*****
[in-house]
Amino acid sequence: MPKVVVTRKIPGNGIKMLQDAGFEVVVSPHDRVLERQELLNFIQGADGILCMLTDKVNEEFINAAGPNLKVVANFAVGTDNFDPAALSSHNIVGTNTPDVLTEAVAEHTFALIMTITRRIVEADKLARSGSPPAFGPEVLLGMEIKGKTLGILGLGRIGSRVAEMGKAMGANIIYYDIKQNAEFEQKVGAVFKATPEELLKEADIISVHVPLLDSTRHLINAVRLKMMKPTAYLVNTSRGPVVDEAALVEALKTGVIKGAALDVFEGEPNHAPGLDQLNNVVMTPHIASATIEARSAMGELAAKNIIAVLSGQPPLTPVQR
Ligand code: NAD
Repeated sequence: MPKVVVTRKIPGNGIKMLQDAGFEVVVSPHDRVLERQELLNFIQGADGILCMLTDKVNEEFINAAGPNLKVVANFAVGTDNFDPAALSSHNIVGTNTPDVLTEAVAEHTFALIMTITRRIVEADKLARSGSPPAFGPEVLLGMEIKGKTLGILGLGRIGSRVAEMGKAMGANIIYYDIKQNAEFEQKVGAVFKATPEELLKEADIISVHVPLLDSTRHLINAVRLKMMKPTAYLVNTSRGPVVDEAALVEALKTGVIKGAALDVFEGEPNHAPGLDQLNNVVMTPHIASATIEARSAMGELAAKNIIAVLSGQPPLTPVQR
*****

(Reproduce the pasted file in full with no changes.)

[in-house]
Amino acid sequence: MPKVVVTRKIPGNGIKMLQDAGFEVVVSPHDRVLERQELLNFIQGADGILCMLTDKVNEEFINAAGPNLKVVANFAVGTDNFDPAALSSHNIVGTNTPDVLTEAVAEHTFALIMTITRRIVEADKLARSGSPPAFGPEVLLGMEIKGKTLGILGLGRIGSRVAEMGKAMGANIIYYDIKQNAEFEQKVGAVFKATPEELLKEADIISVHVPLLDSTRHLINAVRLKMMKPTAYLVNTSRGPVVDEAALVEALKTGVIKGAALDVFEGEPNHAPGLDQLNNVVMTPHIASATIEARSAMGELAAKNIIAVLSGQPPLTPVQR
Ligand code: NAD
Repeated sequence: MPKVVVTRKIPGNGIKMLQDAGFEVVVSPHDRVLERQELLNFIQGADGILCMLTDKVNEEFINAAGPNLKVVANFAVGTDNFDPAALSSHNIVGTNTPDVLTEAVAEHTFALIMTITRRIVEADKLARSGSPPAFGPEVLLGMEIKGKTLGILGLGRIGSRVAEMGKAMGANIIYYDIKQNAEFEQKVGAVFKATPEELLKEADIISVHVPLLDSTRHLINAVRLKMMKPTAYLVNTSRGPVVDEAALVEALKTGVIKGAALDVFEGEPNHAPGLDQLNNVVMTPHIASATIEARSAMGELAAKNIIAVLSGQPPLTPVQR